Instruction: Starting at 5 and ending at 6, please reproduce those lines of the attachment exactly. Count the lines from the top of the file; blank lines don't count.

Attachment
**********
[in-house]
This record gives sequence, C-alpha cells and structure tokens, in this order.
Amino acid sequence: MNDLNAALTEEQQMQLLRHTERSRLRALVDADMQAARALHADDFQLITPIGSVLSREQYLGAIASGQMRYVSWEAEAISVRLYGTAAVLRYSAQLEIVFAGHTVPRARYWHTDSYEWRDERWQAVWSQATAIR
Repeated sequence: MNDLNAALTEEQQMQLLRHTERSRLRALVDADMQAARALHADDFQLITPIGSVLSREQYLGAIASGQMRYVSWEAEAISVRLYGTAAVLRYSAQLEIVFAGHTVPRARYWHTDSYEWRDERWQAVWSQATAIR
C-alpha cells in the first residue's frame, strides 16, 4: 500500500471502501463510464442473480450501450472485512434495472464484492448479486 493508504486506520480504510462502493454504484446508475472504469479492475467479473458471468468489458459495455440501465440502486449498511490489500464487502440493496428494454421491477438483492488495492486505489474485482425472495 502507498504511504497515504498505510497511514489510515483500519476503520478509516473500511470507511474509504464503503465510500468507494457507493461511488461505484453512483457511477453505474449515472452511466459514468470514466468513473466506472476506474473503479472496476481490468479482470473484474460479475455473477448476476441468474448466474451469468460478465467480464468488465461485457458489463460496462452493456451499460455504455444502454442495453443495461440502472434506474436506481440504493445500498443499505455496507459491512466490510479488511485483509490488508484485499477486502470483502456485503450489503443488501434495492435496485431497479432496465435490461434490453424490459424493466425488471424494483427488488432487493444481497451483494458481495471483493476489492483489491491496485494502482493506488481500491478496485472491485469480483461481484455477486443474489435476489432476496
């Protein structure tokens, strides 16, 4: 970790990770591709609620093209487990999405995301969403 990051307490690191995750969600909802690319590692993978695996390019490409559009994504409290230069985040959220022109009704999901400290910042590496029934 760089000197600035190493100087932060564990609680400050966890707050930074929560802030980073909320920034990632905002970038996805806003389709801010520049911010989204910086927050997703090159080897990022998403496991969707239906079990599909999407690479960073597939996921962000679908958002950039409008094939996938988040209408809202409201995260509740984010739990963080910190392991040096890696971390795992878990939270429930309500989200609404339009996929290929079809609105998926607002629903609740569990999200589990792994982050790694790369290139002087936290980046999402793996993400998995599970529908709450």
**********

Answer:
C-alpha cells in the first residue's frame, strides 16, 4: 500500500471502501463510464442473480450501450472485512434495472464484492448479486 493508504486506520480504510462502493454504484446508475472504469479492475467479473458471468468489458459495455440501465440502486449498511490489500464487502440493496428494454421491477438483492488495492486505489474485482425472495 502507498504511504497515504498505510497511514489510515483500519476503520478509516473500511470507511474509504464503503465510500468507494457507493461511488461505484453512483457511477453505474449515472452511466459514468470514466468513473466506472476506474473503479472496476481490468479482470473484474460479475455473477448476476441468474448466474451469468460478465467480464468488465461485457458489463460496462452493456451499460455504455444502454442495453443495461440502472434506474436506481440504493445500498443499505455496507459491512466490510479488511485483509490488508484485499477486502470483502456485503450489503443488501434495492435496485431497479432496465435490461434490453424490459424493466425488471424494483427488488432487493444481497451483494458481495471483493476489492483489491491496485494502482493506488481500491478496485472491485469480483461481484455477486443474489435476489432476496
């Protein structure tokens, strides 16, 4: 970790990770591709609620093209487990999405995301969403 990051307490690191995750969600909802690319590692993978695996390019490409559009994504409290230069985040959220022109009704999901400290910042590496029934 760089000197600035190493100087932060564990609680400050966890707050930074929560802030980073909320920034990632905002970038996805806003389709801010520049911010989204910086927050997703090159080897990022998403496991969707239906079990599909999407690479960073597939996921962000679908958002950039409008094939996938988040209408809202409201995260509740984010739990963080910190392991040096890696971390795992878990939270429930309500989200609404339009996929290929079809609105998926607002629903609740569990999200589990792994982050790694790369290139002087936290980046999402793996993400998995599970529908709450």